Arduino 'breadbot' Puzzle Game



Introduction: Arduino 'breadbot' Puzzle Game

Oh no! My baby robot needs a couple wires to come to life again!

Today we'll be making a puzzle game that might teach beginning arduino users something about breadboarding. That's why I made this! You can make it as complex as you'd like, but i chose for 4 LED's and 5 pins on each side of the mini breadboard. This puzzle game was inspired by the popular 'Keep talking and nobody explodes' game on steam.

Here is what you'll need to make the same version as I did:

- An arduino UNO

- A breadbord to connect the wires to play with on

- Wires (male to male and male to female)

- 4 different colored LEDs (and resistors)

- 1 piezo buzzer

- (i used 5) resistors to measure different results for your answers

- (i used 5) resistors for the other side of the mini bread board

- a small box to put everything in (i used the box an old phone of mine came in)

- paint, tape, arms, legs and a head for your robot! go crazy with this!

I highly recommend working out the project first on a breadboard before putting everything in the box or maybe soldering it together, do what you think works best!

Step 1: The LEDs

We want to use 4 digital pins on the arduino for 4 LEDs.

Make them go in this order, for each one: digital pin to breadboard > resistor for LED > LED > to ground on your arduino. Test them out to see if they work!

Step 2: The Puzzle Field

By using the analog pins to measure the voltages we can get different results.

start by connecting a wire from any analog pin to the breadboard. attach a strong resistor (1 kOhm preferred) in that same rail to ground, so when we measure the pin right now, it will return 0.

do this a maximum of 5 times, we need 1 analog pin open to create a random seed at the start of the game!

now for the other side of the board: connect a wire from the 5V pin to the positive rail in the breadboard. To get different results from each wire we need 5 different resistor values, if you do not have 5 different kinds of resistors like I do, use multiple after each other, they'll add up.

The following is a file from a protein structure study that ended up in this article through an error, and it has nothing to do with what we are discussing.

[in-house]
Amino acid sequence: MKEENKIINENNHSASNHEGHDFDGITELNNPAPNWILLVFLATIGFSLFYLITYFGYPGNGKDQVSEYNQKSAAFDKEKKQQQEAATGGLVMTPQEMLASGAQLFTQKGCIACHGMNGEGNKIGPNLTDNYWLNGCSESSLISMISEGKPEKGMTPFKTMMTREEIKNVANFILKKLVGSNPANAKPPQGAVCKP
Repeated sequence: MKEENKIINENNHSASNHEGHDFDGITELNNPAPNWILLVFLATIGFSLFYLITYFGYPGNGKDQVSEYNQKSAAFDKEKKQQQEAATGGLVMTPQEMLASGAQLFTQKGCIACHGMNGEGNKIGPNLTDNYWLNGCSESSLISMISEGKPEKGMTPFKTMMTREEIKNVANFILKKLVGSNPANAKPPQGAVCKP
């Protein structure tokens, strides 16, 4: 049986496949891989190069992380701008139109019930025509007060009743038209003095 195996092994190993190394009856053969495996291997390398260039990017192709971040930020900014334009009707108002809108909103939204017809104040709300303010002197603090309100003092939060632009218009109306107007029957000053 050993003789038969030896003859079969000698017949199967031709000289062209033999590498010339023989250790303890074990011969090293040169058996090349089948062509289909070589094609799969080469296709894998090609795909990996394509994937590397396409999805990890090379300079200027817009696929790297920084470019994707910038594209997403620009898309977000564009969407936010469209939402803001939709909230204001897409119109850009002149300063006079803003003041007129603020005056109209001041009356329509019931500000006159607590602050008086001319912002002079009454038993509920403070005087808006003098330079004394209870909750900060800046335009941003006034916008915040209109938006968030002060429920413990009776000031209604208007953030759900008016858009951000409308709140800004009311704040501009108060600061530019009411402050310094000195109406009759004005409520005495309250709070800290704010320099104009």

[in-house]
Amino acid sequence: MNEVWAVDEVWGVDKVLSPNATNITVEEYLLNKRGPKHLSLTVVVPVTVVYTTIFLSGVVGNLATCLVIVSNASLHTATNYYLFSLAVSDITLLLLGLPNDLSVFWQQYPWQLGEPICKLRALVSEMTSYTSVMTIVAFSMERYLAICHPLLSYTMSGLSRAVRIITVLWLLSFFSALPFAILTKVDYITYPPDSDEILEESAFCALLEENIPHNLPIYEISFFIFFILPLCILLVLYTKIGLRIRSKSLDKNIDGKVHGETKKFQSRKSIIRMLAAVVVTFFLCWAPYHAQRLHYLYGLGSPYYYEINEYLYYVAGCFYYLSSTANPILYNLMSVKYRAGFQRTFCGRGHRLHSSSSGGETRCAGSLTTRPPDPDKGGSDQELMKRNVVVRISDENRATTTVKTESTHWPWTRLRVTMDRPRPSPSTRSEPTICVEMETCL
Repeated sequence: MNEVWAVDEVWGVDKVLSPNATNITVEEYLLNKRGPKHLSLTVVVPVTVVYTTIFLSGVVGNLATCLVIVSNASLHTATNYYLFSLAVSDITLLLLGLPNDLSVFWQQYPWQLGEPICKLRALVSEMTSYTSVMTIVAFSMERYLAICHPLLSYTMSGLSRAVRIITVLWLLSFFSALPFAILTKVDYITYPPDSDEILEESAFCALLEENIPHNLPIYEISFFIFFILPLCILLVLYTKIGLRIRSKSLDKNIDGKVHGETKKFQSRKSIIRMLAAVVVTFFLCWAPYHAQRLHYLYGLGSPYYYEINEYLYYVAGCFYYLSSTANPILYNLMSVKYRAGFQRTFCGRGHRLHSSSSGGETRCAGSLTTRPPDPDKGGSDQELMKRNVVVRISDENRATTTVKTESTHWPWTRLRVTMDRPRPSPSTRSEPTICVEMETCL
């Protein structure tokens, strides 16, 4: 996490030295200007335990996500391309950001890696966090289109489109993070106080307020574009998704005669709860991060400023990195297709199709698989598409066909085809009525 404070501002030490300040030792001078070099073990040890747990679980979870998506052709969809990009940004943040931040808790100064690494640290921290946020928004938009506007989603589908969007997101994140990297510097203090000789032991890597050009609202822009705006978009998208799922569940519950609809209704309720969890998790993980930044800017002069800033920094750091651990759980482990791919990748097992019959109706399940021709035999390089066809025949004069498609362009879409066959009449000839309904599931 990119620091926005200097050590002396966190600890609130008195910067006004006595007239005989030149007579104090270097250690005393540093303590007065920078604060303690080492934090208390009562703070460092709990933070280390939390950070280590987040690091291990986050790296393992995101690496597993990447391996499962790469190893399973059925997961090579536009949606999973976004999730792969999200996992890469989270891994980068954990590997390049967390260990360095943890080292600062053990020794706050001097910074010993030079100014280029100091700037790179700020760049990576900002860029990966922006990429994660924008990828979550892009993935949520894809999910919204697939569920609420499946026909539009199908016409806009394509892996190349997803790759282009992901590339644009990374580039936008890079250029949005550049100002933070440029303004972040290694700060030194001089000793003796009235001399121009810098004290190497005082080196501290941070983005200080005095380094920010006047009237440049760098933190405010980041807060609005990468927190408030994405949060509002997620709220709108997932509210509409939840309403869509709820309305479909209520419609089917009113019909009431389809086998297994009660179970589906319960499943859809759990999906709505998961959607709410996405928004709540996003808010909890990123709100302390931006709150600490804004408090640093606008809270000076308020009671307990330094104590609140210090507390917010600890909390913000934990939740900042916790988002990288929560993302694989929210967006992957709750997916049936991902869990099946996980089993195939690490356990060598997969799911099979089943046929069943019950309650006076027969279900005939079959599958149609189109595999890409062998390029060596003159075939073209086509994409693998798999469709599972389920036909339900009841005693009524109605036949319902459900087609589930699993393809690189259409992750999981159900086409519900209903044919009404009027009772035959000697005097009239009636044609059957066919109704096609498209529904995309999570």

Step 3: The Piezo Buzzer and Frankenstein Wires

We're almost done with all the wiring!

use a digital pin and connect a piezo buzzer to it, that connects back to ground

use another digital pin and connect a long wire to it, connect another long wire to ground, if these two touch we'll trigger a check to see if all the wires the player connected are correct!

Step 4: The Code

download my project code and read it through, i'm sure it can be a lot cleaner, more efficient and better but this is what i ended up with with my experience! feel free to fiddle around with it or give your own twist to the project!

Step 5: The Solution Sheet

the file attached is in dutch, so most of you probably won't have much use to it (if you don't want an extra challenge translating everything!) so we'll have to make our own one. You can create your own solutions easily by setting the 'u' variable to a desired number, upload, look at what lights turn on, connect some wires of your choosing and connect the frankenstein wires to see the solution, write that solution down in the solutions array in the code and in your solution sheet so players can solve it! I'm sure you can figure this out if you came this far :)

Step 6: Done!

wow!!! congratulations you did it, you made a robot puzzle game

now it's time to make the housing and put everything together! good luck!!

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